• Hugs and physical gestures of affection. This is a bit of a minefield, especially at work. But if someone is down or upset you can always offer a hug – just ask first. My workplace is unusual as we are generally also friends so hugs are not rare, and it is great. When I was growing up I don’t think hugs had been invented yet, sadly. You might have gathered – I like hugs!

Self-care that helped me:

  • Going for massages. These are relaxing as well as providing valuable human contact. Professional massage therapists are very good at sensing if a client wants to chat or not, so don’t worry if you want to be quiet. They have also seen every variety of scar or body shape so you don’t need to feel self-conscious either. My therapist, Carol, is a friend now and she is lovely.
  • A nice meal. I find good authentic Indian food is great for lifting my spirits. The rush from the spices is as good as chocolate 🙂 and the tastes and colours are amazing.
  • Exercise. I’ve said it before and I’ll say it again.
  • Doggies! Dogs are brilliant for lifting your mood and if you don’t have one then go visit someone elses! Local animal shelters may be willing to let you visit or take their ‘guests’ for a walk.
  • Dress for confidence. I am hopeless at this one but have made a real effort in the last few weeks and it does help. It is so tempting to wear comfort clothing that is unobtrusive and makes you invisible. A problem with making yourself invisible is it reinforces your negative self-image.
  • I find listening to loud, angry, music is very cathartic. You might prefer to listen to something more relaxing!

 

76 Comments

  1. This is a really good idea 🙂 I haven’t done that much research on depression, but what I have done mostly seems to be about how to help yourself, and while that’s useful for me when I’m going through a bad patch, I have a friend with depression who I really want to help but often I don’t know what to do! And I know that just asking her probably wouldn’t work because she’d say I don’t have to do anything. I do try to remember to text her sometimes to make sure she’s okay. I guess it’s hard when you don’t get much response; most people would just give up on that friend and assume they don’t want their help or maybe just forget about them, but I want to do what I can for her 🙂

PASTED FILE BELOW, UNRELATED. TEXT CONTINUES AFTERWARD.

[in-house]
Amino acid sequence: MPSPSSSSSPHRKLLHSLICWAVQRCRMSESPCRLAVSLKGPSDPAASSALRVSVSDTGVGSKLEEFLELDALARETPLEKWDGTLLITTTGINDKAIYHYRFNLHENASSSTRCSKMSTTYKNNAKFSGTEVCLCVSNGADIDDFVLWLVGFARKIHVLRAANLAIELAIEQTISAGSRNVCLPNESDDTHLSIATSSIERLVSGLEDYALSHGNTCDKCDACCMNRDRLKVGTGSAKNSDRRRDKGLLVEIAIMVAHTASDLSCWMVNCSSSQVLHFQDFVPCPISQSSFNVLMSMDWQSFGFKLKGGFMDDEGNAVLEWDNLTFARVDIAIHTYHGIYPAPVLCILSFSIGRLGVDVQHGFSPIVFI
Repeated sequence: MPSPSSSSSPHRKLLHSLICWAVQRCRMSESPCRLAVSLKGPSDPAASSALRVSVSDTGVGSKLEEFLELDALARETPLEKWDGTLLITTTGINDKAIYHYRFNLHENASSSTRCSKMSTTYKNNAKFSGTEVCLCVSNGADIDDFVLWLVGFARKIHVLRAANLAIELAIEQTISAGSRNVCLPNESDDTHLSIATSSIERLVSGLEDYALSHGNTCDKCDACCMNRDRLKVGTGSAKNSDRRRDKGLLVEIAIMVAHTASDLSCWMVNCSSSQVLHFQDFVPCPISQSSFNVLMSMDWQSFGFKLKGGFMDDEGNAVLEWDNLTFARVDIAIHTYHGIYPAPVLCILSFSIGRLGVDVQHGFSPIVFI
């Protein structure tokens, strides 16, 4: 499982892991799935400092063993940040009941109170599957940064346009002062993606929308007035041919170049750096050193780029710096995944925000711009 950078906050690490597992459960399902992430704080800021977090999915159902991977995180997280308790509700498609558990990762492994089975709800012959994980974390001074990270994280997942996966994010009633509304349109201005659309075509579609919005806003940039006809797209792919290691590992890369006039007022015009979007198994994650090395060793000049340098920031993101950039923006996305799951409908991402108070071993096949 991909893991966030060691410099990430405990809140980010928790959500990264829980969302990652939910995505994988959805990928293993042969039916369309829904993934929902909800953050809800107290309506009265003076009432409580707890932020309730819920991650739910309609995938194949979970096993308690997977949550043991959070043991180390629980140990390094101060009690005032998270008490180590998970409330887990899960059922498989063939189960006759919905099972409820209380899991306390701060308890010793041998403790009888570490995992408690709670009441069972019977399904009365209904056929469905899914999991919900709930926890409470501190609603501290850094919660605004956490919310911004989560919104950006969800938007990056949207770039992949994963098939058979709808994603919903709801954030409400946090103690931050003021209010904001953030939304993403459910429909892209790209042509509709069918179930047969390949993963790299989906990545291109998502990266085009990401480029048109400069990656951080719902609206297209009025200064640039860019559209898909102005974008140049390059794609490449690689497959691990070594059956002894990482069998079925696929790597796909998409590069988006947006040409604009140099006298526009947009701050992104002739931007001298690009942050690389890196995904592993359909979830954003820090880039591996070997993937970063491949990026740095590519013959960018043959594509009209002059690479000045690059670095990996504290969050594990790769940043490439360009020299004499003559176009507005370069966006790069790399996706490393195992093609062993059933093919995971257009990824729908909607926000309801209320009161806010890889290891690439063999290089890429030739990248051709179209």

Liked by 4 people

    1. Thank you. This is exactly why I wanted to write this post. Depression can be like having a thick fog wrapping your mind and it is hard for anyone on either side to get through it. When I was in a bad way in 2005/2006 we had a new starter at work and she kept on giving me a lovely smile and cheery hello each morning, despite there being days when I didn’t respond much beyond a grunt or a nod. She is now a good friend and I’m fiercely loyal to her. It was only recently that I was able to tell her that it was her greeting each day that was the only thing that got me through some days at work that year. Something that might seem little to you could be a lifesaver for your friend – please keep in touch with them and give them a hug when you see them.